The economic and political Capital of Austria, Vienna hosted 18 December 2018 a high-level Forum bringing together European and African political leaders. More than 50 official delegations from member states of the African Union and the European Union attended the forum, along with 1,000 innovators and representatives of companies and start-ups from Africa and Europe.
The theme of the meeting was “Taking cooperation to the digital age.”
Austria’s Federal Chancellor, Sebastien Kurz – whose country holds the rotating presidency of the Council of the European Union – along with Rwandan President and current President of the African Union, Paul Kagame were the main architects of the “mini summit”. President of the European Commission Jean-Claude Juncker, the European Parliament Antonio Tajani, and several African ministerial delegations, as well as the Chairperson of the Commission of the African Union Moussa Faki Mahamat participated.
The event was an opportunity to focus on issues related to innovation and digitization: leveraging new development partnerships, the goal being to unlock the potential of the digital economy both in Europe and Africa.
The challenge was to deepen the Euro-African partnership in the field of technological exchanges, unleashing the sector’s potential for economic growth and job creation and the realization of sustainable development goals.
A full afternoon of round tables gave rise to lively discussions; an opportunity for experts from the public and private sector, both African and European, to compare experiences in areas such as: 4.0 agriculture (also known as intelligent and precision agriculture). Participants looked at the scope for boosting agricultural production using digitization; the acceleration of e-commerce in Africa and how the creation of a Continental Free Trade Area (CFTA) can assist the African continent in “creating 18 million jobs a year to meet the challenges of unemployment and underemployment “.
The Forum experimented with innovative concepts: setting up exchange frameworks that reflect business-to-business (B2B) meetings where entrepreneurs and other businesses share their current experiences and outline solutions for digital development in Africa and Europe.
Other parallel events in the sidelines, “How to mobilize funding for climate action” … were a nod a nod to the recent Katowice Conference of 2018 on Climate Change (COP24).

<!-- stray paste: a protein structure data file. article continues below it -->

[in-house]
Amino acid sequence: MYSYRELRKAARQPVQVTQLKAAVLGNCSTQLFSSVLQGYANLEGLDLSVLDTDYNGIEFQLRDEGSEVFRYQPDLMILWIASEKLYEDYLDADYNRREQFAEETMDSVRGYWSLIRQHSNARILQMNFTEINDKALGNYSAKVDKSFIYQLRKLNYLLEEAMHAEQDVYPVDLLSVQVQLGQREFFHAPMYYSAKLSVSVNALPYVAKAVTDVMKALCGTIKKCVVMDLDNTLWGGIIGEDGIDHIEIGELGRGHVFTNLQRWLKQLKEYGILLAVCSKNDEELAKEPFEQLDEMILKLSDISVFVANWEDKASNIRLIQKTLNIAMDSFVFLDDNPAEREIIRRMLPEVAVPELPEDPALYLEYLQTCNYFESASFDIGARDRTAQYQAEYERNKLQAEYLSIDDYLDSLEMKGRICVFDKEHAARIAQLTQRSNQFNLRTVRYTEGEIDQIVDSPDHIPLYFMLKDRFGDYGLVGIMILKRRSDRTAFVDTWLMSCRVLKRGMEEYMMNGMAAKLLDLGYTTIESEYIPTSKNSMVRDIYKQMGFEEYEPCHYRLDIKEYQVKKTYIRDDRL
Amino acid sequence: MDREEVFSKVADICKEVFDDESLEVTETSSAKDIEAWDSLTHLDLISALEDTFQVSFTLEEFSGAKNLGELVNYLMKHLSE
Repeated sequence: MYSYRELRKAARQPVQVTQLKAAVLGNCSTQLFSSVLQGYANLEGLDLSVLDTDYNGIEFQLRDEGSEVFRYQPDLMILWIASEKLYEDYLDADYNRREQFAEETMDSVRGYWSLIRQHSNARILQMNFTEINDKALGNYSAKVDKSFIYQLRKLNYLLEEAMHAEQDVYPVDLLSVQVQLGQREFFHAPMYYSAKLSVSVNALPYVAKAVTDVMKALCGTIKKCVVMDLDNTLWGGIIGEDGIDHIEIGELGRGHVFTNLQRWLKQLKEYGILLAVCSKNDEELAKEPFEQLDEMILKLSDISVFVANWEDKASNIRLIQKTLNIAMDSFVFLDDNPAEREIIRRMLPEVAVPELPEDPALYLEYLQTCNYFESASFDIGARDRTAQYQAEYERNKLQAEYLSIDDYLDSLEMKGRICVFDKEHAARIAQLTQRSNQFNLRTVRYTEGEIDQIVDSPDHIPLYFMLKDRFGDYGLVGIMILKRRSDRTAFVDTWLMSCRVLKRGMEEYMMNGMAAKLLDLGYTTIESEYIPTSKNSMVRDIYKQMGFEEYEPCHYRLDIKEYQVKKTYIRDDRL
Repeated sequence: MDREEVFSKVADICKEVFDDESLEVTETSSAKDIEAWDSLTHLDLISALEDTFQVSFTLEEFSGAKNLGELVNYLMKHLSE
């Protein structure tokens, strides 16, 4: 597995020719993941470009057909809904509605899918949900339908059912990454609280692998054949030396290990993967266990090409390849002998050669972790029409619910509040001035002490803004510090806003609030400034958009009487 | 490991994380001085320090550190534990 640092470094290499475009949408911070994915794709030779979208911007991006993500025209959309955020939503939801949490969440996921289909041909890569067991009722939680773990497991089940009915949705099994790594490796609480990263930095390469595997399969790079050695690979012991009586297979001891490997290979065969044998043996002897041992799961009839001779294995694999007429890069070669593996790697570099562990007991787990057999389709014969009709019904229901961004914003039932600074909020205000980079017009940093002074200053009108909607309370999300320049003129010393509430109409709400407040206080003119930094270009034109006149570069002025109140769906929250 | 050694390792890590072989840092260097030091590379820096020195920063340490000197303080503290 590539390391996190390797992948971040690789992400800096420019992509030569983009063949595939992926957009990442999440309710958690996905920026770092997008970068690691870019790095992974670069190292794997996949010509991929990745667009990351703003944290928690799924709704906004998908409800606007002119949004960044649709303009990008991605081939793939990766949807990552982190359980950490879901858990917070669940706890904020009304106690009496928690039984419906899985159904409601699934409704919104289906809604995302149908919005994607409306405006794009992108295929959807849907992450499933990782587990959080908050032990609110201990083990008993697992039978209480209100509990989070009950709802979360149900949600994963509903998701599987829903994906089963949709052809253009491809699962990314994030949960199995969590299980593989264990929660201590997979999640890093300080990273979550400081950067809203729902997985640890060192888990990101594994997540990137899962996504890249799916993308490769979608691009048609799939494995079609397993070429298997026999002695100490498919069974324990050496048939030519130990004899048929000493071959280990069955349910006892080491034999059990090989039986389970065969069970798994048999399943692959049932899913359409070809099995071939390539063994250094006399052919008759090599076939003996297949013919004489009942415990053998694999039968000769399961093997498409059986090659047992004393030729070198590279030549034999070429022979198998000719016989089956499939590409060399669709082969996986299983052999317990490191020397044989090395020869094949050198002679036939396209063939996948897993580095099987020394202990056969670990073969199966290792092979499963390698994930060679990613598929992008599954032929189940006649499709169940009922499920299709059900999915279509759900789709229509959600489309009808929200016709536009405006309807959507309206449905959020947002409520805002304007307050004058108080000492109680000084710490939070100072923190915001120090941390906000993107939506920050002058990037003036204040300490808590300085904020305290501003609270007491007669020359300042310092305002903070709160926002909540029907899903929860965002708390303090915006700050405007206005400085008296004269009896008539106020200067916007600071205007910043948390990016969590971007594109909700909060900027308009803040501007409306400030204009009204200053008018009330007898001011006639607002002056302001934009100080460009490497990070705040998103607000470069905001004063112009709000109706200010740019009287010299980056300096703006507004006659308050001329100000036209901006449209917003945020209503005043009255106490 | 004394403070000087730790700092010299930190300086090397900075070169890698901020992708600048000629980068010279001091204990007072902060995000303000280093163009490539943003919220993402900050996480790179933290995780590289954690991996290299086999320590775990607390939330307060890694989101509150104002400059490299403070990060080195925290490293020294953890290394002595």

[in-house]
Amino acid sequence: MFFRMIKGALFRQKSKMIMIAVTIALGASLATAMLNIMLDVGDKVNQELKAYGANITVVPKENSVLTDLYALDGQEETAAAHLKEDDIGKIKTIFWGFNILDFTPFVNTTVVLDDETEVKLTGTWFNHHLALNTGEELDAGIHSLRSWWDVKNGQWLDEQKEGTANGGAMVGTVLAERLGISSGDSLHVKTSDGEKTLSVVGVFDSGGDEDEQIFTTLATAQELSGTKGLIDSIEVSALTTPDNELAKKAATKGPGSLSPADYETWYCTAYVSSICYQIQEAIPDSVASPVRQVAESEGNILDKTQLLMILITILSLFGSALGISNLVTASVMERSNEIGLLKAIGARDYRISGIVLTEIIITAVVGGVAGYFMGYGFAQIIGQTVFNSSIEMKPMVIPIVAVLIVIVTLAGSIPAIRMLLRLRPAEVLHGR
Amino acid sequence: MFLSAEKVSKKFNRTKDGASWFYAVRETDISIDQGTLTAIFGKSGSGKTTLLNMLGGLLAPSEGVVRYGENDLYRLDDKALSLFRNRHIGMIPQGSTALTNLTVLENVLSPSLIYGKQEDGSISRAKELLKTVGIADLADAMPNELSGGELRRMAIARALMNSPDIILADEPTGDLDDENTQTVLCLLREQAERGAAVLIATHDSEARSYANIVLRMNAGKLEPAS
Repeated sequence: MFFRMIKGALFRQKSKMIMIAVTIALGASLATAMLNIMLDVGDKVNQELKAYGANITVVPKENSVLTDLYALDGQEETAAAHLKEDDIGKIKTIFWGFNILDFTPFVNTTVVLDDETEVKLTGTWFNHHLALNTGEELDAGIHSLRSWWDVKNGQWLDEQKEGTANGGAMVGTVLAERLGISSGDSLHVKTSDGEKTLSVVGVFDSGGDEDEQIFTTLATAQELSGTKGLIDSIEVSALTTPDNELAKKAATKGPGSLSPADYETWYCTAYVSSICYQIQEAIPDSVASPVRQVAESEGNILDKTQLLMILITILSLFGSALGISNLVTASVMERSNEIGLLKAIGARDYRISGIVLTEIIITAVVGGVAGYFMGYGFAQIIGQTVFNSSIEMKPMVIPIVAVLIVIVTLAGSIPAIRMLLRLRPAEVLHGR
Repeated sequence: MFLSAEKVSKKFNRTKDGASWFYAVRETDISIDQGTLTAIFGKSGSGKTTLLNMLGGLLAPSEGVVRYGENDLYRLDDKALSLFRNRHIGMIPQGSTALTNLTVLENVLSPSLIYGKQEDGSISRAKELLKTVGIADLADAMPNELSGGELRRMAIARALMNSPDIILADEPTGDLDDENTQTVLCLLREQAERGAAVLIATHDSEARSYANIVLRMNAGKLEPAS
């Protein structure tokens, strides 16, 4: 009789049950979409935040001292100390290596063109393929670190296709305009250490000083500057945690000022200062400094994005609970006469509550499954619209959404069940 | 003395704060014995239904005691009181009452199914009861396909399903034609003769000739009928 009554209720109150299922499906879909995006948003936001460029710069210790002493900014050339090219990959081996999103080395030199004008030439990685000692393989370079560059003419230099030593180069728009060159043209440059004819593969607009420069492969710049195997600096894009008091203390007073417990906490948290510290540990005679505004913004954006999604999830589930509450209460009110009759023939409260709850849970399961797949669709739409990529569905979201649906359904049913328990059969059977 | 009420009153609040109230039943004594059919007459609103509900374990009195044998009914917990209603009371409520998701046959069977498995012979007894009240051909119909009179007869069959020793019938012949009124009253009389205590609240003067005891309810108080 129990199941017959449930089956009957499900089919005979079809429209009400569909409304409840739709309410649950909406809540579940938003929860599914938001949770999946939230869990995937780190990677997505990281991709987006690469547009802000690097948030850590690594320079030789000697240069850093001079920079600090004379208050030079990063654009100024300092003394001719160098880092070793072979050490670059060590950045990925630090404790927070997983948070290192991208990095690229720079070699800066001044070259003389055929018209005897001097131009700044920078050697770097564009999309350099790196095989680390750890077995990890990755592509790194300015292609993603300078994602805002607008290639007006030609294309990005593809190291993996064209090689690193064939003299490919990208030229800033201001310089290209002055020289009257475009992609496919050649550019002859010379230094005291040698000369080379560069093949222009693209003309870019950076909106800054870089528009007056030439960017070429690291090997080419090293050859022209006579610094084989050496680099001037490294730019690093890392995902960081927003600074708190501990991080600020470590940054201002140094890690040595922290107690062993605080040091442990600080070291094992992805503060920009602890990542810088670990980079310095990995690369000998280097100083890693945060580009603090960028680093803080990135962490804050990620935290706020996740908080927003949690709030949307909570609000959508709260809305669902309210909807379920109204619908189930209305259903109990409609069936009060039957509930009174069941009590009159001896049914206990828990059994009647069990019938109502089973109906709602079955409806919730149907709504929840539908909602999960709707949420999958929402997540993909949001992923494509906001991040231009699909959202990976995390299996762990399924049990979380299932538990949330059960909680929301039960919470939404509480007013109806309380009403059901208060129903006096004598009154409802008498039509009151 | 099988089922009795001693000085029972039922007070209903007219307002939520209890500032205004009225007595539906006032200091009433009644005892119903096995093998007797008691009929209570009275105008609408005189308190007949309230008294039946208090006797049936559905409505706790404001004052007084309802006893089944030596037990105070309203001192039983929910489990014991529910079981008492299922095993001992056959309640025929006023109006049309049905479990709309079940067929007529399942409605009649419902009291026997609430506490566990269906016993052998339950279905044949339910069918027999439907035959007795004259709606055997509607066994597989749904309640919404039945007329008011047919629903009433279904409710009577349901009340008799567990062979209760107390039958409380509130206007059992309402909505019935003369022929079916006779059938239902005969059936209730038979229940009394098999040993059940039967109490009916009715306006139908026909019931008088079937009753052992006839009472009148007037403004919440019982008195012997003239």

EUROPE AND AFRICA: STRATEGIC ALLIANCE MOVING FORWARD
Among the many highlights was President Kagame’s vibrant plea, calling on Africans to take their destiny into their own hands, as a condition sine qua non for changing the way the West views the world. Africa, he said, “must be seen as a source of opportunities and not as a threat …”. Chairman of the AU commission, Moussa Mahamat said Africa must make the contribution that is expected in its partnership with Europe and refuse to be the theatre for playing out of rivalries between Chinese, Americans or Europeans. “We have to stop infantilising ourselves,” he said in a firm tone.
President of the European Commission, Jean-Claude Juncker referred to the initiative he himself launched in his speech on the state of the Union in September 2018 made to the European Parliament. The main objective of a “new Africa-Europe alliance” was to boost investments in Africa, strengthen exchanges between the private sectors in Africa and Europe, and above all: “encourage European businesses to be more present in Africa”. It was an excellent opportunity for the President of the European Executive to explain, in figures, the ins and outs of the new alliance being carried forward by the European Commission and the African Union which builds on the commitments made at the African Union-European Union (AU-EU) Summit in November 2017 in Abidjan.
President of the European Parliament, Antonio Tajani stressed the need to increase substantially the volume of investment in Africa, and thereby “to stimulate the growth of the African economy and to create the millions of jobs that will be needed to absorb the demographic growth taking place on the Continent”.
The Austrian Presidency carefully avoided debates becoming bogged down on the issue of migration (a theme that has also been at the heart of the news and a focus of the media lately). Apart from brief discussion on the subject – notably raised by African officials – the Federal Chancellor succeeded in keeping the focus of the conference on economic cooperation between Africa and Europe rather than the divisive issue of migration. He emphasised the importance of channelling investments to the continent and assisting the digital revolution underway in Africa.
Held in the hometown of Sigmund Freud – otherwise known as “City of Dreams” – the Forum signalled great opportunity. The event will undoubtedly mark a milestone in the annals of cooperation between Europe and Africa. It also laid the foundations for a new era of reinvigorated Austro-African cooperation; a paradigm shift in the perception that Austria and the Austrians of the African continent; a promising sign for the thousands of African nationals living on the banks of the Danube, mainly between Graz and Vienna.